Aristocrats subjected to new level of suffering
In the hard-nosed world of American gridiron, they call what Manchester United did to Arsenal yesterday running up the score.
It is not a term of admiration for outstanding, even brilliant performance. Indeed, the opposite is true. It is what they say of examples of exploitation of plainly outgunned opponents. Running up the score is the equivalent of bar-room boasting. Unfortunately, yesterday, United were not given a whole lot of alternatives.
Wayne Rooney thundered in his free-kicks. Ashley Young ran with the continued freedom of someone who has arrived in a situation which plainly suits perfectly his belief that he is at the point of his career where he can achieve just about anything he wants -- though the goals that came to him quite exquisitely yesterday are not often going to come quite so easily.
United went to the top of the league with eight goals that gave them, for the moment at least, a small edge over the equally destructive Manchester City.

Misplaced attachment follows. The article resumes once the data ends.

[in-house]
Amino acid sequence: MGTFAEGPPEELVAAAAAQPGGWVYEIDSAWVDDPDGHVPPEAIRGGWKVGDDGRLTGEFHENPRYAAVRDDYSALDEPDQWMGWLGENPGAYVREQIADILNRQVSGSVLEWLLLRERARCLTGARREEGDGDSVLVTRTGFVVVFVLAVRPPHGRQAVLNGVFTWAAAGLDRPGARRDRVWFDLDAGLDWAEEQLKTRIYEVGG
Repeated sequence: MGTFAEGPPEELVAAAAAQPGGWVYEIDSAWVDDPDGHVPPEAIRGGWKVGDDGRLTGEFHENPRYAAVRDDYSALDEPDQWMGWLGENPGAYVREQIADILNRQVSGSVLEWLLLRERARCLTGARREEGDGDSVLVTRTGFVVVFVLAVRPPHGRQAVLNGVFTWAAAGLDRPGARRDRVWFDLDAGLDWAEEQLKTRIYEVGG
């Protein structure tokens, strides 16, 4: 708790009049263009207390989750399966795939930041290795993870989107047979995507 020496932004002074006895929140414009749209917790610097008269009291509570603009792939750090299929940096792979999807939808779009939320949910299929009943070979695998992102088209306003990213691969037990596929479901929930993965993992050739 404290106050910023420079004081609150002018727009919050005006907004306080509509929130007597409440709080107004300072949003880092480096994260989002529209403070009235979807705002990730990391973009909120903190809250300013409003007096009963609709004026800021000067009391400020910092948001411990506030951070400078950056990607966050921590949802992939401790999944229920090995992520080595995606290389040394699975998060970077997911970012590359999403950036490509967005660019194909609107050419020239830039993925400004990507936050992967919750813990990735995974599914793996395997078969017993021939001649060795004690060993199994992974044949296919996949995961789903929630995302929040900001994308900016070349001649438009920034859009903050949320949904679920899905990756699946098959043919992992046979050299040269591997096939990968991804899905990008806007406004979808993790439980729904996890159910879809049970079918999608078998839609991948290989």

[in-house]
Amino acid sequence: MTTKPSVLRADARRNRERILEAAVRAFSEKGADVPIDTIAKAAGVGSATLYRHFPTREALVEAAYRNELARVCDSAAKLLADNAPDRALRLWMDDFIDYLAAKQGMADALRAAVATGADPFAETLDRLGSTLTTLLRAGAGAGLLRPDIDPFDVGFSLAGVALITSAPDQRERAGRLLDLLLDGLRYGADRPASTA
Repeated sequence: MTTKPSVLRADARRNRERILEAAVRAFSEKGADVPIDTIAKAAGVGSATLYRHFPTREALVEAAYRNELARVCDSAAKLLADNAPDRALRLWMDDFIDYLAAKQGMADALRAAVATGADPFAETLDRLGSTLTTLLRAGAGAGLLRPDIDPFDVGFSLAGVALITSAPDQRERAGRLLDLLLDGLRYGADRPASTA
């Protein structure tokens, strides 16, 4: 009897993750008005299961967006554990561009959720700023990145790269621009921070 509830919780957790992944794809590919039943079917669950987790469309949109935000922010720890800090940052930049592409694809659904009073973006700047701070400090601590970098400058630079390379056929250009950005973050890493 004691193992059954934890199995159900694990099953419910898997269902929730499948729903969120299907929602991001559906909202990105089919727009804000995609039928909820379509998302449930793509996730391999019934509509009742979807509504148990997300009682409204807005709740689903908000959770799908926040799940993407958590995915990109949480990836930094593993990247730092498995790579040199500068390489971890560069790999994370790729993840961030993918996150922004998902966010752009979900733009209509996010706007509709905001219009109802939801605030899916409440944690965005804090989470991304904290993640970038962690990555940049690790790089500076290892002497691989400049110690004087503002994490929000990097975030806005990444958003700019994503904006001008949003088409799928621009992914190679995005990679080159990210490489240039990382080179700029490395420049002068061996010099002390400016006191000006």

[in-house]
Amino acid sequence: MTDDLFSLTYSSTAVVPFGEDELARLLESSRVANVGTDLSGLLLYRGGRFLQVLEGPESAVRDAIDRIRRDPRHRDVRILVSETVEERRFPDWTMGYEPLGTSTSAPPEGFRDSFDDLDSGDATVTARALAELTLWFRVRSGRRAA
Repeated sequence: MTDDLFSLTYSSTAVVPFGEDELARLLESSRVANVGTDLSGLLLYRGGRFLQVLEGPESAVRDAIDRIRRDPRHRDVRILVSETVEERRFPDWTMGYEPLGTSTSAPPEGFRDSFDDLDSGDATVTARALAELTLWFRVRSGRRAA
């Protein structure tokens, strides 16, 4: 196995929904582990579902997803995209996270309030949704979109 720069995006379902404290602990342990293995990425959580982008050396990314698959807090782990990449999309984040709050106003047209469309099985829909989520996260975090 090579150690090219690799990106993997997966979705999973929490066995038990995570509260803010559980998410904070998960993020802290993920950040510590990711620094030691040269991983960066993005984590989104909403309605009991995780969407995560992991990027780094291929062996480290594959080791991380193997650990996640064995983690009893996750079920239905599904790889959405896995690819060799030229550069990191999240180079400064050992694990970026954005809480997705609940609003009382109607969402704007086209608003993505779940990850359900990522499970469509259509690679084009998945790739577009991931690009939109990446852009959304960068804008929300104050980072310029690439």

But the real significance of the achievement they shared with their neighbours was to produce the most sweeping evidence that they have come to a new season in impressive fighting order.
They looked abundantly equipped for the job. Arsenal looked precisely the opposite. They were the shell of a football team, a remnant of old glory.
Rooney lined up the Arsenal goal as if he was in charge of an artillery unit. Young's running was filled with optimism. Before he pulled a hamstring, Danny Welbeck was promising some more of the rampage that has carried him into the regard of Fabio Capello.
It was at this point that you wondered if Arsene Wenger needed to draw from his fragile reserves on the bench -- or maybe send up a flare signalling his distress. Arsenal may have been afflicted by freakish assaults on first-team strength -- quite apart from the permanent loss of their two best players -- but there is a reality here that dwarfs more or less any circumstances, however unfortunate.
In case we are tempted to forget, we are not talking about any old bodged-up, dysfunctional football club falling on hard times or paying a fleeting visit to the big time. We are discussing The Arsenal -- Wenger's Arsenal.
Maybe matters will improve when Gervinho and Emmanuel Frimpong and Alex Song get back from suspension and Jack Wilshere is fit again but, in the meantime, Arsenal are obliged to absorb the meaning of yesterday afternoon.
It wasn't so much a defeat, lopsided and embarrassingly wretched, but an exposure, a horrible episode of humiliation which just happened to coincide with the fact that, after three games of the new Premier League season, they find themselves rooted in the bottom four.